2013 Australia Telecoms Market Analysis - Top Trends Moving into 2014

Publication Overview

This annual publication provides analysis on the telecoms market moving into 2014. It includes forecasts, overviews and discussions on:

  • Trends in Global Telecoms
  • The National Broadband Network is here to stay
  • FttH – awesome – but what is its purpose
  • Mobile communications market – declining profits
  • Mobile broadband – shows where the future of communications is going.
  • The Internet of Things and cloud computing addressing complex societies and economies
  • Smart infrastructure (grids, transport, cities, buildings)
  • Digital Productivity for innovation and new jobs

Researchers:- Paul Budde, Kylie Wansink
Current publication date:- June 2013 (26th Edition)

 

Executive Summary

NBN set to survive, Mobile Broadband booms, but Revenues down

Analysis Telecoms Market – mid-2013

This report provides expert insights into the Australian telecoms market. It goes beyond the hype and the spin and analyses all the key developments in this market, highlighting where the opportunities are and where to look out for the pitfalls.

It is important to be aware that the market currently operates in a two-tiered fashion. First, by far the greatest attention of politicians and the media is focused on the national broadband market. After five years of political skirmishing the Coalition’s NBN policy is now very close to the policy that supports the network currently being rolled out. Very large parts of it now have bipartisan support. Few politicians will actually admit this, but the future existence of the NBN is secure.

However, at another level, the real market action in 2013 is taking place in the mobile broadband market. The spectrum auctions have seen Telstra as the clear winner and it is set to dominate the 4G LTE market. This will have serious consequences for the other players in the market, especially Optus, whose future depends on mobile. It won’t be too long before we start seeing monopolistic tendencies in this market.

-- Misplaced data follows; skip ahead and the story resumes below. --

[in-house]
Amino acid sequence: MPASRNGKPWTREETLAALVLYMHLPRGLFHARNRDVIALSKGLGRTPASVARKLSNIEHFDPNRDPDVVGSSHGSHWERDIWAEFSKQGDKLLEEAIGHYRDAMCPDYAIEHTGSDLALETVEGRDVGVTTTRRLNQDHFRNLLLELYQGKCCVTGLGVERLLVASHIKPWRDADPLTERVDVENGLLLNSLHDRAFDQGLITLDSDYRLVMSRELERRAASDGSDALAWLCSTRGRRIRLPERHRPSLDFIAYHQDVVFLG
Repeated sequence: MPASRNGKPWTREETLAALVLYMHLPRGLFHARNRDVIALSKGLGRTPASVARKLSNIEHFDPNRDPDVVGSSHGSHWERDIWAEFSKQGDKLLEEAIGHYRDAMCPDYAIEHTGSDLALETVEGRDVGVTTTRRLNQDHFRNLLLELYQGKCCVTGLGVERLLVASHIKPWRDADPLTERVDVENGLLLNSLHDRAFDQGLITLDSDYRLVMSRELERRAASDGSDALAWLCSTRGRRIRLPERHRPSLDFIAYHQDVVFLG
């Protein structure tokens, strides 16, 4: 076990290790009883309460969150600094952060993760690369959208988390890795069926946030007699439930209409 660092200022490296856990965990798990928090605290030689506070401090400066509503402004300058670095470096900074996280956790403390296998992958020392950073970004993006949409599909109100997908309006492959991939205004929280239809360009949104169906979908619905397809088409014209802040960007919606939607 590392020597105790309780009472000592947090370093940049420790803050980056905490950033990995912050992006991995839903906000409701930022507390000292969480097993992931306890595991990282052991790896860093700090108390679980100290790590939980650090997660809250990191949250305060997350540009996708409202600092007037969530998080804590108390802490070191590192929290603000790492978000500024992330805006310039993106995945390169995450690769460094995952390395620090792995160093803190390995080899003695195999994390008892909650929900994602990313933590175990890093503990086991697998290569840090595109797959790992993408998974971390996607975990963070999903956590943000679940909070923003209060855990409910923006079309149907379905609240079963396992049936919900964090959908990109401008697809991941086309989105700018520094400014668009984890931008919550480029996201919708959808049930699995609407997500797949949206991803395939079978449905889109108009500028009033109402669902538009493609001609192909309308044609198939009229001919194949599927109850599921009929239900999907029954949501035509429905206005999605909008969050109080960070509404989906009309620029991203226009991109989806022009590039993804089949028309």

In the meantime, in many sectors the NBN is no longer the story. Instead it has created other, new stories in the various sections of our society and our economy, many of which are highlighted in this report.

Because of all of this the telecoms industry is involved in a massive transformation. Since the arrival of the internet, the focus of the industry has moved from providing defined end-products to becoming a facilitator in the development of a range of new products, companies, and indeed new industries.

The question is whether they will be able to embrace the developments around the digital economy. Trans-sector services such as e-health, tele-education, e-government, smart grids and IoT (M2M), all require a utilities-based wholesale infrastructure that is separated from the retail services that will be carried over them.

Obviously the Australian market – and in particular the ICT market – does not operate in isolation, so it is important to look at what impact international developments have on mobile and fixed broadband, the digital economy, and telecommunications markets in general.

As overseas examples are often mentioned by Australian politicians it is also important to be aware of what is actually happening in these countries and what is not – and also, importantly, what is selective reporting or outright hype.

This report provides a brief global analysis and then moves into the American, European, New Zealand, Asian and Africa – the hottest but perhaps less relevant market to Australia, but nevertheless one which has attracted the greatest attention from investors around the globe, including some from Australia.

After this we report in detail on the specific Hot Trends in Australia.

The Hot Trends

National Broadband Network

At the start of 2013 NBN Co indicated that the rollout plan was now slightly above target. This bodes well for a rapid rollout of the network, to reach close to four million connections by 2015. With all the major foundations now in place it should be reasonably plain sailing from here. As more detailed information becomes available from the Opposition, while there remain strong areas of disagreement, the reality is that despite the possibility of a change of government in late 2013 the NBN is here to stay.

Mobile Communications

The mobile market is being driven by smartphone uptake and this is also driving mobile broadband usage and the increase of over-the-top applications that are now depriving the MNOs of their traditional income streams. The power in the market has shifted from the operators to the smartphone vendors and app developers.

Total mobile services revenue is expected to grow to nearly $18 billion in 2012, but with the introduction of the lower network termination rates, decreasing the cost of monthly mobile broadband to consumers, growth may be slowed.

Mobile Broadband